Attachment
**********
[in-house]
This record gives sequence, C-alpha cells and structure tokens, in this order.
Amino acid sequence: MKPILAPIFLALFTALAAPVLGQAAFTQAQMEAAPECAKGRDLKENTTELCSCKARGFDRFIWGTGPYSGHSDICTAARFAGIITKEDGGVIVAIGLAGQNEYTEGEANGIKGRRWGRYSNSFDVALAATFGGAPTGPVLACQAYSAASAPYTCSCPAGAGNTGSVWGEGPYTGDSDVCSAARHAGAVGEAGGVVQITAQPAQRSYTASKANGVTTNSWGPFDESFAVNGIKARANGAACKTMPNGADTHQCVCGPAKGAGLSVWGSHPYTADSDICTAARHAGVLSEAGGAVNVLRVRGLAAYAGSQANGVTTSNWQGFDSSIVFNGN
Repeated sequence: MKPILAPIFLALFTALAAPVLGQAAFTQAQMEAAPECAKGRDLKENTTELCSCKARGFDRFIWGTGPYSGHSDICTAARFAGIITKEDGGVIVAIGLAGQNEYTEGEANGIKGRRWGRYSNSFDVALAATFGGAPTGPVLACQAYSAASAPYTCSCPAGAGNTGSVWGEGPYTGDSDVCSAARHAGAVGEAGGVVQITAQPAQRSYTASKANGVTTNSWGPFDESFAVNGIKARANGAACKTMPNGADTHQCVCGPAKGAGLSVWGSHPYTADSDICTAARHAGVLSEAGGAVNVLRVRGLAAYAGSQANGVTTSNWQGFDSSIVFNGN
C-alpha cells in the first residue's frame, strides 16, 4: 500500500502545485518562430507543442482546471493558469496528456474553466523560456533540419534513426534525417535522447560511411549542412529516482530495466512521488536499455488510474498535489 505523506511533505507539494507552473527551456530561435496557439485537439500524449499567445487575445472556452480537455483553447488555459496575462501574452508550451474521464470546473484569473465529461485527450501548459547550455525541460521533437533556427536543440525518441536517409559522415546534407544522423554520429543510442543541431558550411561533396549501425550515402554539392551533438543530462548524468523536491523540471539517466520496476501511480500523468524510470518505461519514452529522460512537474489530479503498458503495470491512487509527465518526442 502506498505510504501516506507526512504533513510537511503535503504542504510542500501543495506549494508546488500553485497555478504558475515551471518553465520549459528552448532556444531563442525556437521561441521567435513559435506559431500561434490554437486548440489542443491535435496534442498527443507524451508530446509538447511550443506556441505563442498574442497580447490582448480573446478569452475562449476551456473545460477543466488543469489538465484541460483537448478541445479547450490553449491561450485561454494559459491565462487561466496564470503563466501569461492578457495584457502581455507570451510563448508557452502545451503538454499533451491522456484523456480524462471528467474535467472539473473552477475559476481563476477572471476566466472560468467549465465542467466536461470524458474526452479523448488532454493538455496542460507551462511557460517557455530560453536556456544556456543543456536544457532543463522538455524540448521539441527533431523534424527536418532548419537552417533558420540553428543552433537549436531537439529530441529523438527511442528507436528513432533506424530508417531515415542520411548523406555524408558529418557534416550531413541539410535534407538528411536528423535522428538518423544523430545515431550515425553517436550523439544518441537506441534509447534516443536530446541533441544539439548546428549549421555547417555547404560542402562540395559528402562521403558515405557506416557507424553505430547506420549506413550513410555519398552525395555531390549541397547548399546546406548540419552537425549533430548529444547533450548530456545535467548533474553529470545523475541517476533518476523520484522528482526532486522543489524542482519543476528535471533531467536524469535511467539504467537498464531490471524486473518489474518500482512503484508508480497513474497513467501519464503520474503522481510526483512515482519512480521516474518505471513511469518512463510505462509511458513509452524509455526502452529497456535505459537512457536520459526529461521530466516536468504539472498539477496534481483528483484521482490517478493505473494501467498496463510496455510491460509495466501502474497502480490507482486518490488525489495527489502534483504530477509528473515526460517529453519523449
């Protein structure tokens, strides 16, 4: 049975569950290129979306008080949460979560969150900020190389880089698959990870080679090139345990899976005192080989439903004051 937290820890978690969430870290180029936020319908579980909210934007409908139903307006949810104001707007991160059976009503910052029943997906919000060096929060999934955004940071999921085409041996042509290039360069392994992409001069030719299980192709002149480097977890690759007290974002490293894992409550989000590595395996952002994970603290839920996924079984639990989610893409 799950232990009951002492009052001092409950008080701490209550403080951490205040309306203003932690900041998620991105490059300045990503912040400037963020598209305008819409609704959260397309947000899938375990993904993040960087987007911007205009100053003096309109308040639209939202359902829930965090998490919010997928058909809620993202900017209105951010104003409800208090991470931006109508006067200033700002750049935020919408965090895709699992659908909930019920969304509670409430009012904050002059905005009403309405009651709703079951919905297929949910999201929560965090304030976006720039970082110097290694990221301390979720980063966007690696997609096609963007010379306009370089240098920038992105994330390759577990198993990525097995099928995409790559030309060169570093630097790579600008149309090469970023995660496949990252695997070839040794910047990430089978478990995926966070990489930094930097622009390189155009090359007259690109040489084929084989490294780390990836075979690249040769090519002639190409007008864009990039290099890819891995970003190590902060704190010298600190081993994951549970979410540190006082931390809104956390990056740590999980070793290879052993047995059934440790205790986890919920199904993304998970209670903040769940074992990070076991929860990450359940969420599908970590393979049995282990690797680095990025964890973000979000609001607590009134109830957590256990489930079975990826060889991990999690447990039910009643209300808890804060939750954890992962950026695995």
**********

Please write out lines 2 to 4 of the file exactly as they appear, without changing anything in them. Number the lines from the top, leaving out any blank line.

This record gives sequence, C-alpha cells and structure tokens, in this order.
Amino acid sequence: MKPILAPIFLALFTALAAPVLGQAAFTQAQMEAAPECAKGRDLKENTTELCSCKARGFDRFIWGTGPYSGHSDICTAARFAGIITKEDGGVIVAIGLAGQNEYTEGEANGIKGRRWGRYSNSFDVALAATFGGAPTGPVLACQAYSAASAPYTCSCPAGAGNTGSVWGEGPYTGDSDVCSAARHAGAVGEAGGVVQITAQPAQRSYTASKANGVTTNSWGPFDESFAVNGIKARANGAACKTMPNGADTHQCVCGPAKGAGLSVWGSHPYTADSDICTAARHAGVLSEAGGAVNVLRVRGLAAYAGSQANGVTTSNWQGFDSSIVFNGN
Repeated sequence: MKPILAPIFLALFTALAAPVLGQAAFTQAQMEAAPECAKGRDLKENTTELCSCKARGFDRFIWGTGPYSGHSDICTAARFAGIITKEDGGVIVAIGLAGQNEYTEGEANGIKGRRWGRYSNSFDVALAATFGGAPTGPVLACQAYSAASAPYTCSCPAGAGNTGSVWGEGPYTGDSDVCSAARHAGAVGEAGGVVQITAQPAQRSYTASKANGVTTNSWGPFDESFAVNGIKARANGAACKTMPNGADTHQCVCGPAKGAGLSVWGSHPYTADSDICTAARHAGVLSEAGGAVNVLRVRGLAAYAGSQANGVTTSNWQGFDSSIVFNGN